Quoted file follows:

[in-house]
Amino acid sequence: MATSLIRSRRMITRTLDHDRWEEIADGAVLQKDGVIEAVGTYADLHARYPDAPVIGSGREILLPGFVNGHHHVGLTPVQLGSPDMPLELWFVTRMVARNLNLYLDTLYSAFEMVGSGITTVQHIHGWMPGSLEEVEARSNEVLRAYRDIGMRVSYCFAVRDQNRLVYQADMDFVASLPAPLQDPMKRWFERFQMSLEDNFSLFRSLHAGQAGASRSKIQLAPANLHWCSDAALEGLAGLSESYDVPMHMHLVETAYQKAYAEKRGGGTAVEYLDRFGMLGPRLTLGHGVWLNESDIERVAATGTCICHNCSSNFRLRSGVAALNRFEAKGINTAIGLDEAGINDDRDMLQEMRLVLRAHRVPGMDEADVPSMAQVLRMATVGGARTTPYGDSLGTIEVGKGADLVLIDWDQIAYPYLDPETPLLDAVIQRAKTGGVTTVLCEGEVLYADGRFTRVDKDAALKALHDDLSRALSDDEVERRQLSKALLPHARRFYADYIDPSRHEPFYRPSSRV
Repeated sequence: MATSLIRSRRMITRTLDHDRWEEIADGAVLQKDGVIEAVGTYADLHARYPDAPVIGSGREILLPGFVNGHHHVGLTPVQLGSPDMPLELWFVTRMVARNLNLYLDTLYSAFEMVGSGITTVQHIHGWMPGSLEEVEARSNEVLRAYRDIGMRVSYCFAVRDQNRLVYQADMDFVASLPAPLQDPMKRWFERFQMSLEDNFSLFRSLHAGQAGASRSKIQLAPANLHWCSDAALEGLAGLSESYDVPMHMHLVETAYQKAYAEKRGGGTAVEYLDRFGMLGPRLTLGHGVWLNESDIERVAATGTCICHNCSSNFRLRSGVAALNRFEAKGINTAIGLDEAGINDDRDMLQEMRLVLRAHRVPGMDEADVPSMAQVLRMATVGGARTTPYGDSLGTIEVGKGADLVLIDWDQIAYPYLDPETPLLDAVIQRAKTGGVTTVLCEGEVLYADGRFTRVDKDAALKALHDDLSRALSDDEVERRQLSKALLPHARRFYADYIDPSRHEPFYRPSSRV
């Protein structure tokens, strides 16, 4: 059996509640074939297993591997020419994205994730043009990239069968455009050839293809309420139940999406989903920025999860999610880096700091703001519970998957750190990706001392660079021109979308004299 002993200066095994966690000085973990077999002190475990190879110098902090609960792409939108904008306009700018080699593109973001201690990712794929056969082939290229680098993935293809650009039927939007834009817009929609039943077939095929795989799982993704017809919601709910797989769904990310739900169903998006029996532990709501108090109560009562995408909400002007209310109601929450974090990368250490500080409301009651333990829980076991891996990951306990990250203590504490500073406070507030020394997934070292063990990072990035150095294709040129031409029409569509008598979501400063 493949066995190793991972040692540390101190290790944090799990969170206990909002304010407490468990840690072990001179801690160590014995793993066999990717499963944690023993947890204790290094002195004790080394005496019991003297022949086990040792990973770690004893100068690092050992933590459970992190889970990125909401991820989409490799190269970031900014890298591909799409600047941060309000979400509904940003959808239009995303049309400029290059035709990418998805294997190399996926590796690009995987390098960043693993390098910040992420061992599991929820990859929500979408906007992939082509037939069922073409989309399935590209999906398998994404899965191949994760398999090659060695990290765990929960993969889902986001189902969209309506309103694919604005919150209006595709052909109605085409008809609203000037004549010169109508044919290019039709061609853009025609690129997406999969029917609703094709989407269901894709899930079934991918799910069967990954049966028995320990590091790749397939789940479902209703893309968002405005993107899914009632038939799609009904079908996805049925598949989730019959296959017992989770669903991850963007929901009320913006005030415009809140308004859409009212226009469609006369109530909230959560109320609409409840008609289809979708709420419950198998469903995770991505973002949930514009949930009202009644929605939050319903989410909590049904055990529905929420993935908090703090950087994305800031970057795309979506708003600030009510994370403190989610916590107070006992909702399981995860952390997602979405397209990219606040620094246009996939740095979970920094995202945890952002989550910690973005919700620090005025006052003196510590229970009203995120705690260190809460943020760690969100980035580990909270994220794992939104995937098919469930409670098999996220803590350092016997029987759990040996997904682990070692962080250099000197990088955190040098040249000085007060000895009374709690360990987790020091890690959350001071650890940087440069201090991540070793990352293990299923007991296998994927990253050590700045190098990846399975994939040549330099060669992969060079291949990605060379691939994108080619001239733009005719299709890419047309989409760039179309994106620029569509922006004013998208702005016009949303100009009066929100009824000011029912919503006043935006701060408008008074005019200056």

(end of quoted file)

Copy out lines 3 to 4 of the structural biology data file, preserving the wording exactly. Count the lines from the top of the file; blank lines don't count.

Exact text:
Repeated sequence: MATSLIRSRRMITRTLDHDRWEEIADGAVLQKDGVIEAVGTYADLHARYPDAPVIGSGREILLPGFVNGHHHVGLTPVQLGSPDMPLELWFVTRMVARNLNLYLDTLYSAFEMVGSGITTVQHIHGWMPGSLEEVEARSNEVLRAYRDIGMRVSYCFAVRDQNRLVYQADMDFVASLPAPLQDPMKRWFERFQMSLEDNFSLFRSLHAGQAGASRSKIQLAPANLHWCSDAALEGLAGLSESYDVPMHMHLVETAYQKAYAEKRGGGTAVEYLDRFGMLGPRLTLGHGVWLNESDIERVAATGTCICHNCSSNFRLRSGVAALNRFEAKGINTAIGLDEAGINDDRDMLQEMRLVLRAHRVPGMDEADVPSMAQVLRMATVGGARTTPYGDSLGTIEVGKGADLVLIDWDQIAYPYLDPETPLLDAVIQRAKTGGVTTVLCEGEVLYADGRFTRVDKDAALKALHDDLSRALSDDEVERRQLSKALLPHARRFYADYIDPSRHEPFYRPSSRV
């Protein structure tokens, strides 16, 4: 059996509640074939297993591997020419994205994730043009990239069968455009050839293809309420139940999406989903920025999860999610880096700091703001519970998957750190990706001392660079021109979308004299 002993200066095994966690000085973990077999002190475990190879110098902090609960792409939108904008306009700018080699593109973001201690990712794929056969082939290229680098993935293809650009039927939007834009817009929609039943077939095929795989799982993704017809919601709910797989769904990310739900169903998006029996532990709501108090109560009562995408909400002007209310109601929450974090990368250490500080409301009651333990829980076991891996990951306990990250203590504490500073406070507030020394997934070292063990990072990035150095294709040129031409029409569509008598979501400063 493949066995190793991972040692540390101190290790944090799990969170206990909002304010407490468990840690072990001179801690160590014995793993066999990717499963944690023993947890204790290094002195004790080394005496019991003297022949086990040792990973770690004893100068690092050992933590459970992190889970990125909401991820989409490799190269970031900014890298591909799409600047941060309000979400509904940003959808239009995303049309400029290059035709990418998805294997190399996926590796690009995987390098960043693993390098910040992420061992599991929820990859929500979408906007992939082509037939069922073409989309399935590209999906398998994404899965191949994760398999090659060695990290765990929960993969889902986001189902969209309506309103694919604005919150209006595709052909109605085409008809609203000037004549010169109508044919290019039709061609853009025609690129997406999969029917609703094709989407269901894709899930079934991918799910069967990954049966028995320990590091790749397939789940479902209703893309968002405005993107899914009632038939799609009904079908996805049925598949989730019959296959017992989770669903991850963007929901009320913006005030415009809140308004859409009212226009469609006369109530909230959560109320609409409840008609289809979708709420419950198998469903995770991505973002949930514009949930009202009644929605939050319903989410909590049904055990529905929420993935908090703090950087994305800031970057795309979506708003600030009510994370403190989610916590107070006992909702399981995860952390997602979405397209990219606040620094246009996939740095979970920094995202945890952002989550910690973005919700620090005025006052003196510590229970009203995120705690260190809460943020760690969100980035580990909270994220794992939104995937098919469930409670098999996220803590350092016997029987759990040996997904682990070692962080250099000197990088955190040098040249000085007060000895009374709690360990987790020091890690959350001071650890940087440069201090991540070793990352293990299923007991296998994927990253050590700045190098990846399975994939040549330099060669992969060079291949990605060379691939994108080619001239733009005719299709890419047309989409760039179309994106620029569509922006004013998208702005016009949303100009009066929100009824000011029912919503006043935006701060408008008074005019200056």